Thursday, 20 March 2014

Are Our Video Game Heroes The Villains?

I wrote this a month ago for a Forces Of Geek after a conversation with friends while playing through Gears Of War 3. I was reminded also of a sketch from That Mitchell And Webb Look but omitted it from the original article due to forgetfulness. Anyway, here's the video and my column post:

Do you ever wonder if you're on the wrong side? Maybe you find yourself secretly routing for the underdog? Or simply admiring the qualities of an anti-hero? We all know that the moral concepts of good and evil are more complex than right and wrong or black and white, there's a multitude outside factors in any given situation and have you seen how many hues of grey there are?

You might be wondering why I'm questioning your morality, well until recently I've been playing video games and assuming that I am the good guy (unless we're talking RPGs - that's a whole other thing!) when in actuality the characters in the games I play, their actions and intentions - well, they're not as clean cut or straightforward as they seem.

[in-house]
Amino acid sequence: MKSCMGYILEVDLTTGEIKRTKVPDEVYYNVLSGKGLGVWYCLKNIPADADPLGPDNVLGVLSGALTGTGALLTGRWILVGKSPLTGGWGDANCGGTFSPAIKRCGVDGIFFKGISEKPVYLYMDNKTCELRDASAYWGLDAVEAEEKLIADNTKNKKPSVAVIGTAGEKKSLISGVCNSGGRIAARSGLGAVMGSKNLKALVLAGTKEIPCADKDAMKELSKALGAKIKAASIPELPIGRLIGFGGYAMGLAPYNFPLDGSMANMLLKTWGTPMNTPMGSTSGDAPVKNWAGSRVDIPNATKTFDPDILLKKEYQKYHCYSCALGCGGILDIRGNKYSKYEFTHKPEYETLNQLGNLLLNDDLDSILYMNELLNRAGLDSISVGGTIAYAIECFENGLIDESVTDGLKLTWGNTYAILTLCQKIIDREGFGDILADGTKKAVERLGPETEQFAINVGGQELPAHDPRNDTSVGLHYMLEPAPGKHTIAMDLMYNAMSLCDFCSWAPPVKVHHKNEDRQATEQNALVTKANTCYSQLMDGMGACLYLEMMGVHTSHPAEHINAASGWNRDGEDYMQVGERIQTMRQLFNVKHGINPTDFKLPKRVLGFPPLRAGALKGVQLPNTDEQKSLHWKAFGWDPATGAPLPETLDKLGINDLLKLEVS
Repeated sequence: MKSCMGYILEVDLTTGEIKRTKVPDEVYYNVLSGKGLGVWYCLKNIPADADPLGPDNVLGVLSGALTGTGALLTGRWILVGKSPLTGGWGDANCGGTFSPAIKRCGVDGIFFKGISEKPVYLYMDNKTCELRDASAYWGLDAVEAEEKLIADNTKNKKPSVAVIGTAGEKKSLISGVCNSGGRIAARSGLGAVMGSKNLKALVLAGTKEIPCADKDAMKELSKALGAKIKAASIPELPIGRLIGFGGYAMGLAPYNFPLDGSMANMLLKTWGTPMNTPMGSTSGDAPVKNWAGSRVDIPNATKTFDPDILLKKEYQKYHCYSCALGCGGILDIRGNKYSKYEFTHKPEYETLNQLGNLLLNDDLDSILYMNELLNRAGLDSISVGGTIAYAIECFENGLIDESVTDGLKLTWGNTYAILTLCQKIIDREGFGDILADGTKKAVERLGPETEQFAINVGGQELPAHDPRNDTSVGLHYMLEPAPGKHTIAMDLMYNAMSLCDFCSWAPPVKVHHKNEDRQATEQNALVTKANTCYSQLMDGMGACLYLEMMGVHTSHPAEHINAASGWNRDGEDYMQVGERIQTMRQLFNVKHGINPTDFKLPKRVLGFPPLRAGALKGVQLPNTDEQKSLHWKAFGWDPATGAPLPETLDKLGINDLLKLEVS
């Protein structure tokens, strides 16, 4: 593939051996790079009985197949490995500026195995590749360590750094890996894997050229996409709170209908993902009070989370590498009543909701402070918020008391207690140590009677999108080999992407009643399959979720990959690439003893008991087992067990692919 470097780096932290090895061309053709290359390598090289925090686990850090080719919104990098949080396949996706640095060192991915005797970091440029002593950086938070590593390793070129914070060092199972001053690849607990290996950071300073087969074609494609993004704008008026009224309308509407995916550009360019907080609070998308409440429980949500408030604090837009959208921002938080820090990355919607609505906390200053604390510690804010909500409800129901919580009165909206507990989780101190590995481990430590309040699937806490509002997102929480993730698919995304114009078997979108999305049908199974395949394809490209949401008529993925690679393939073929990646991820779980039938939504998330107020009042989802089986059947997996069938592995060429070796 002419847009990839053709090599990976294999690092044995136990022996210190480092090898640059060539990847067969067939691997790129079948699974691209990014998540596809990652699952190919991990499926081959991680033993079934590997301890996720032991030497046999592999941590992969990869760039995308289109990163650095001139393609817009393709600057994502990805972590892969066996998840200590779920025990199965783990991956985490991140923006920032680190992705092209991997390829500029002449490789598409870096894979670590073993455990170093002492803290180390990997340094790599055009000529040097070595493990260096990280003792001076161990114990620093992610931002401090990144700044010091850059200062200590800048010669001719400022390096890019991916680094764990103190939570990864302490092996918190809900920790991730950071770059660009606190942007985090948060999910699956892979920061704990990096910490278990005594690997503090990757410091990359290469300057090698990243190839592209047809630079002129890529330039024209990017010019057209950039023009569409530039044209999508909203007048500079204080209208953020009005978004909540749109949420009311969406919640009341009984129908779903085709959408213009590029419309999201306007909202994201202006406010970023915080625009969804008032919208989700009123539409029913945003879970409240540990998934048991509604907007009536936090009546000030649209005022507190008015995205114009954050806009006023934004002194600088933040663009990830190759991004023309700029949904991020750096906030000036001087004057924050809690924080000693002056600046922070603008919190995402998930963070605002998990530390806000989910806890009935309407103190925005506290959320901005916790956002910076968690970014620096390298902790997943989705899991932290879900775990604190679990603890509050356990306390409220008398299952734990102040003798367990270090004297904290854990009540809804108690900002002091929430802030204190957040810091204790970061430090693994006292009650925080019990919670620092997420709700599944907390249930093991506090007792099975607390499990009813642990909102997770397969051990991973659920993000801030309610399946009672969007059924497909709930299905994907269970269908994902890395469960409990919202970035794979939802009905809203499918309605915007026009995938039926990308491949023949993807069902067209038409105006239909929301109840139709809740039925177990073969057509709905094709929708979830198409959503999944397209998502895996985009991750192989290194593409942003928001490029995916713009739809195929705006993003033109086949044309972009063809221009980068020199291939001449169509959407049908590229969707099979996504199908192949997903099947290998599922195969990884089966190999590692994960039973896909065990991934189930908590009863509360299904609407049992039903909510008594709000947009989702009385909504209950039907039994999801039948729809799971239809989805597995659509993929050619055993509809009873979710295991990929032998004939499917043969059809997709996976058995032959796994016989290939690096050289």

Recently, I played through the online campaign mode of Gears of War 3 with my fiancé and our best friend. While we were chainsawing grubs in the face and stamping on tickers, it occurred to me (or maybe I'm just being naive?) that we were in fact the bad guys. There is nothing more crushing than realising that you've been the bad guy all along. My recollection from the previous two games is that the humans colonised Sera but have been unaware of the creatures that dwell beneath them.